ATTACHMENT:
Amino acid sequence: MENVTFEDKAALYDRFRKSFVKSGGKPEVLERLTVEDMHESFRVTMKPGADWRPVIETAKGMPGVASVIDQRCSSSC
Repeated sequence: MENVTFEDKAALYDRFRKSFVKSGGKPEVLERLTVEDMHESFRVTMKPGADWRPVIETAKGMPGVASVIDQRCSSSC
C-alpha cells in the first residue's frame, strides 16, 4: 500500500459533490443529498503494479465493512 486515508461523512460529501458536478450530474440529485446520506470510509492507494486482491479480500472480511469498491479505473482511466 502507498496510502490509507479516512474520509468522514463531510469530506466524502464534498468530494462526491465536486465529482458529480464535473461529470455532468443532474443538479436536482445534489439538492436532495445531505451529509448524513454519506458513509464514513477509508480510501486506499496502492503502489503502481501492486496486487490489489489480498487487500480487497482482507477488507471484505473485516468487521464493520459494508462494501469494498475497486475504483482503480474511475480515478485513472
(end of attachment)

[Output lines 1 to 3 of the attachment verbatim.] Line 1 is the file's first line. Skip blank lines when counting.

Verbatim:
Amino acid sequence: MENVTFEDKAALYDRFRKSFVKSGGKPEVLERLTVEDMHESFRVTMKPGADWRPVIETAKGMPGVASVIDQRCSSSC
Repeated sequence: MENVTFEDKAALYDRFRKSFVKSGGKPEVLERLTVEDMHESFRVTMKPGADWRPVIETAKGMPGVASVIDQRCSSSC
C-alpha cells in the first residue's frame, strides 16, 4: 500500500459533490443529498503494479465493512 486515508461523512460529501458536478450530474440529485446520506470510509492507494486482491479480500472480511469498491479505473482511466 502507498496510502490509507479516512474520509468522514463531510469530506466524502464534498468530494462526491465536486465529482458529480464535473461529470455532468443532474443538479436536482445534489439538492436532495445531505451529509448524513454519506458513509464514513477509508480510501486506499496502492503502489503502481501492486496486487490489489489480498487487500480487497482482507477488507471484505473485516468487521464493520459494508462494501469494498475497486475504483482503480474511475480515478485513472